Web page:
The Brain Tricks Heavy Drinkers Into Thinking They're Just Fine


Heavy drinkers tend to think that they’ve attained some sort of practice and are better able to handle themselves while drunk. But previous research shows that alcohol hinders motor coordination and the brain’s cognitive functions. What scientists didn’t know was exactly how tolerant someone could become to alcohol.

Now, in a paper published in the journal Psychopharmacology, a team of scientists explain that while heavy drinkers are comparable to light drinkers when it comes to fine motor skills, they’re actually worse at tasks pertaining to short-term memory, motor speed, and other complex cognitive processing tasks. While heavy drinkers report lower self-perceived impairment — also known as “behavioral tolerance” — they’re not necessarily more sober.

“Overall, there is a common belief among heavy drinkers that they can ‘handle their alcohol’ and that many common daily tasks may not be affected by their alcohol use,” lead researcher Dr. Ty Brumback said in a statement. “The take-home message here is that tolerance to alcohol is not equal across all tasks and is not protective against accidents or injuries while intoxicated, because it may in fact lead the heavy drinker to judge that they are not impaired and attempt more difficult tasks.”

Alcohol changes the brain's neurobehavioral processes. 

Wikimedia Commons

Brumback’s team examined previously collected data of 86 self-reported heavy drinkers and 69 light drinkers. The study is broken into two parts: In the first trial, both groups of drinkers were asked to do two psychomotor tasks, the Grooved Pegboard Test and the Digit Symbol Substitution Test (DSST). Participants were tested when sober and then again after given a dose of alcohol.

During the Grooved Pegboard Test, subjects were timed while they moved and inserted rotating pegs into slots in a board. This test is an analog for fine motor tasks, like using keys to unlock a door. The DSST involved participants trying to memorize a list of symbols that coordinate to numbers, then attempted to correctly fill in a sheet of paper coordinating those symbols and numbers within 90 seconds. The reasoning for this test is that it mimics a complex task that involves short-term memory, like actually driving a car.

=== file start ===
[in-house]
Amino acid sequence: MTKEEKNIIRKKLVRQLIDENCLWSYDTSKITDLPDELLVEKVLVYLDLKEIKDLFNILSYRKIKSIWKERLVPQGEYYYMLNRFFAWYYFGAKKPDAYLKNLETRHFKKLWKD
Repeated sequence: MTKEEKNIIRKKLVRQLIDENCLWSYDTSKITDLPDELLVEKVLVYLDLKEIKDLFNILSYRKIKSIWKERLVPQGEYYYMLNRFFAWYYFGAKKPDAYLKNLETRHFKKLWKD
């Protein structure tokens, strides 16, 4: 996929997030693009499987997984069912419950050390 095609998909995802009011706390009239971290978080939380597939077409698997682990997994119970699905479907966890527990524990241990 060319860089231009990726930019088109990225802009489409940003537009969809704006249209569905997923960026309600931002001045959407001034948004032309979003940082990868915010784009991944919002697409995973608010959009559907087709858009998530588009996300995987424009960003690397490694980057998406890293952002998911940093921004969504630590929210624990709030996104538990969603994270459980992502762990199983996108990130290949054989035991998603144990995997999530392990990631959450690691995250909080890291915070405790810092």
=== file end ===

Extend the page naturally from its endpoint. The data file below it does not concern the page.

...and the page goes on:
Five years later, the same group of participants completed the same two experiments again. Overall, they found that every participant completed the tests better when they were sober.

But something did change over time: When it came to the pegboard test, heavy and light drinkers showed similar levels of impairment during the initial testing, but five years later both groups actually showed improvement. The researchers explain the heavy drinkers’ slight improvement to the fact that their brains showed evidence of an increased chemical tolerance to alcohol.

But while heavy drinkers may metabolize alcohol faster (leading to the ability to do fine motor tasks) each group still did a really terrible job with the DSST test during both test periods. Cellular adaptations may have helped heavy drinkers think they weren’t impaired, thus helping them out with the fine motor tasks, but DSST testing showed the reality of the situation: They were still too drunk to do anything complicated.

Dangerously, the scientists explain, the rewarding effects of alcohol combined with a sense that they aren’t that drunk is what leads heavy drinkers to still engage in risky behaviors. A heavy drinker might think they’re fine, but the beer goggles are still strapped on.

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